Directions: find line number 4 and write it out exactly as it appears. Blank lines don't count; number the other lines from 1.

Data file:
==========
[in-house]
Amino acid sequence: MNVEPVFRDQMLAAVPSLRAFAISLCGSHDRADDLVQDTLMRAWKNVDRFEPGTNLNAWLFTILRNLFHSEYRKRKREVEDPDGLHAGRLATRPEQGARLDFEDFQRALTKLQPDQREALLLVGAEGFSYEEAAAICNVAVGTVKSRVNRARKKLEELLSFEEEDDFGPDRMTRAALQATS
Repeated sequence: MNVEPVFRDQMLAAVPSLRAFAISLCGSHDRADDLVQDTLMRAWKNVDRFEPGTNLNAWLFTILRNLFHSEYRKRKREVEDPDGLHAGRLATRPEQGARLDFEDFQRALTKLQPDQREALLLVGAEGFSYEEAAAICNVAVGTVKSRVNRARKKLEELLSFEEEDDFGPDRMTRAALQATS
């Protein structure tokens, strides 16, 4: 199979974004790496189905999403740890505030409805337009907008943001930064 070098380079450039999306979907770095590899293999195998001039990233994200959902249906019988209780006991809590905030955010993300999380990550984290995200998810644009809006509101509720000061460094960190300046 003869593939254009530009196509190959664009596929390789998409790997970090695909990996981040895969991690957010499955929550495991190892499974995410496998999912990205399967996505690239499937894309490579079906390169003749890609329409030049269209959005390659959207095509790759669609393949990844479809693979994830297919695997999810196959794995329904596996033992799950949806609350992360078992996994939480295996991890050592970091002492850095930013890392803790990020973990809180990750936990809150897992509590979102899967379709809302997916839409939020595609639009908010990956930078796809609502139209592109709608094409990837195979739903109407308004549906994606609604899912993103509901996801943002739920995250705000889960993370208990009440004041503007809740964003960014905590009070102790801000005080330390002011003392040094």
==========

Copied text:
């Protein structure tokens, strides 16, 4: 199979974004790496189905999403740890505030409805337009907008943001930064 070098380079450039999306979907770095590899293999195998001039990233994200959902249906019988209780006991809590905030955010993300999380990550984290995200998810644009809006509101509720000061460094960190300046 003869593939254009530009196509190959664009596929390789998409790997970090695909990996981040895969991690957010499955929550495991190892499974995410496998999912990205399967996505690239499937894309490579079906390169003749890609329409030049269209959005390659959207095509790759669609393949990844479809693979994830297919695997999810196959794995329904596996033992799950949806609350992360078992996994939480295996991890050592970091002492850095930013890392803790990020973990809180990750936990809150897992509590979102899967379709809302997916839409939020595609639009908010990956930078796809609502139209592109709608094409990837195979739903109407308004549906994606609604899912993103509901996801943002739920995250705000889960993370208990009440004041503007809740964003960014905590009070102790801000005080330390002011003392040094």